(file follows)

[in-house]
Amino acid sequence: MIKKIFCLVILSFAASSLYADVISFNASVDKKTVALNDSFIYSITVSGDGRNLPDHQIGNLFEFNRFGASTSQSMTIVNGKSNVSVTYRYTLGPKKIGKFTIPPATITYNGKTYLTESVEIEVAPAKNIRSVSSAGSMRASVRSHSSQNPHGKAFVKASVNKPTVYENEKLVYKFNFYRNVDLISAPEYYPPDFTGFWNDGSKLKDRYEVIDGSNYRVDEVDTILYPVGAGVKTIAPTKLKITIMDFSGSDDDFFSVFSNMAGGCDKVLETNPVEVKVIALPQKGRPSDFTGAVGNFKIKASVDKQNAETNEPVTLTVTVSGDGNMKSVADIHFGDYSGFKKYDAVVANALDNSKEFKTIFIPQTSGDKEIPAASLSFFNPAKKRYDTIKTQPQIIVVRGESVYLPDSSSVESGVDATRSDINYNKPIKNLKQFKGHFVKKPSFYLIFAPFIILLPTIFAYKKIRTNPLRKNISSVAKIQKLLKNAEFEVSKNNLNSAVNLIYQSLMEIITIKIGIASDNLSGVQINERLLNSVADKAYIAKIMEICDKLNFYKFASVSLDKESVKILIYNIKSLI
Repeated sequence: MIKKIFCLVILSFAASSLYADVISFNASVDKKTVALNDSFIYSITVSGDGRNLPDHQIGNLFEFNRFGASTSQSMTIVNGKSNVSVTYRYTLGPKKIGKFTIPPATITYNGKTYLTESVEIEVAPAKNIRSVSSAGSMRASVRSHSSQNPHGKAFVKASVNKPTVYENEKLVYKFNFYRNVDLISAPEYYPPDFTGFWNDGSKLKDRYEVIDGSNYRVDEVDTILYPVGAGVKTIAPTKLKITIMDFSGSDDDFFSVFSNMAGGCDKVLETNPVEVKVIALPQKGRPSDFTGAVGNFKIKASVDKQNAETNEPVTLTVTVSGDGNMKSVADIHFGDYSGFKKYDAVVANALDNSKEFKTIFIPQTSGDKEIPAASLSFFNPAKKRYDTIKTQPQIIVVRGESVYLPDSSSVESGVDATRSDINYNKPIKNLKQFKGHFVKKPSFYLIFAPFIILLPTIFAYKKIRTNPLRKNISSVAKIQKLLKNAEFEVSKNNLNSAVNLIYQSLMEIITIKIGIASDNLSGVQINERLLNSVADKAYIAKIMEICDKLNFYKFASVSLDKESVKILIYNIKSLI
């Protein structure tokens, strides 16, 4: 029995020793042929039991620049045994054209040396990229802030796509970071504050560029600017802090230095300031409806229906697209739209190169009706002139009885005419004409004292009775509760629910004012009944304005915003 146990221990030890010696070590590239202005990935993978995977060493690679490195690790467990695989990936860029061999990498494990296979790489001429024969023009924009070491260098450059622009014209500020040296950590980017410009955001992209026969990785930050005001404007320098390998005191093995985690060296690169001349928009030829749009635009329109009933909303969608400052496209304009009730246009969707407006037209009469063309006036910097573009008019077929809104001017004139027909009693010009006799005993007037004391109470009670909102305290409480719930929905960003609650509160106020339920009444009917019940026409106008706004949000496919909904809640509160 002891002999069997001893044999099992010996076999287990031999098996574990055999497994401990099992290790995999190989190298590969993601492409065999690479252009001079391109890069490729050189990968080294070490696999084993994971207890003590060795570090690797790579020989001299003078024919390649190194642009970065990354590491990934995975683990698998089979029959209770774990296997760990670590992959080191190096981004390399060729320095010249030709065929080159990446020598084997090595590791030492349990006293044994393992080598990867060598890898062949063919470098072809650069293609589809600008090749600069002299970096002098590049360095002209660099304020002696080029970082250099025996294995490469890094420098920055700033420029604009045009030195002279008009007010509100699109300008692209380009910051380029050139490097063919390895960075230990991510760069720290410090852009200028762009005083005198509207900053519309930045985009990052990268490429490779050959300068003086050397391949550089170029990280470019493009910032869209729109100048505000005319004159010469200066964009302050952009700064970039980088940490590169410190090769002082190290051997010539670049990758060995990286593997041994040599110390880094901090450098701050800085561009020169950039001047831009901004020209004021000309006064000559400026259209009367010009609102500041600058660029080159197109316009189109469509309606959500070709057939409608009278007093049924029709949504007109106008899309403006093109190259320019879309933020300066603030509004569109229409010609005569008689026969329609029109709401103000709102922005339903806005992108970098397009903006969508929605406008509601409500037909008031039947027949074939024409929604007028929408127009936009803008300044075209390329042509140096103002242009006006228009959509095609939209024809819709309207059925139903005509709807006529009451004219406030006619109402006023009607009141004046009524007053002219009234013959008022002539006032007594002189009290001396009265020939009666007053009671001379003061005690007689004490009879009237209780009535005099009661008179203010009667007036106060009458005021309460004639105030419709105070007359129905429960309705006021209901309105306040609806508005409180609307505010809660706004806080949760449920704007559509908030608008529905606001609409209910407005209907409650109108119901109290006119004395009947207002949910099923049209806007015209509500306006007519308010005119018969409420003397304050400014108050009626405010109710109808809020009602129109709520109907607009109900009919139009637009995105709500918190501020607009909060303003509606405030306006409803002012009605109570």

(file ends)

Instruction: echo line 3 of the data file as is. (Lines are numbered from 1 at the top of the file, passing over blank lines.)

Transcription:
Repeated sequence: MIKKIFCLVILSFAASSLYADVISFNASVDKKTVALNDSFIYSITVSGDGRNLPDHQIGNLFEFNRFGASTSQSMTIVNGKSNVSVTYRYTLGPKKIGKFTIPPATITYNGKTYLTESVEIEVAPAKNIRSVSSAGSMRASVRSHSSQNPHGKAFVKASVNKPTVYENEKLVYKFNFYRNVDLISAPEYYPPDFTGFWNDGSKLKDRYEVIDGSNYRVDEVDTILYPVGAGVKTIAPTKLKITIMDFSGSDDDFFSVFSNMAGGCDKVLETNPVEVKVIALPQKGRPSDFTGAVGNFKIKASVDKQNAETNEPVTLTVTVSGDGNMKSVADIHFGDYSGFKKYDAVVANALDNSKEFKTIFIPQTSGDKEIPAASLSFFNPAKKRYDTIKTQPQIIVVRGESVYLPDSSSVESGVDATRSDINYNKPIKNLKQFKGHFVKKPSFYLIFAPFIILLPTIFAYKKIRTNPLRKNISSVAKIQKLLKNAEFEVSKNNLNSAVNLIYQSLMEIITIKIGIASDNLSGVQINERLLNSVADKAYIAKIMEICDKLNFYKFASVSLDKESVKILIYNIKSLI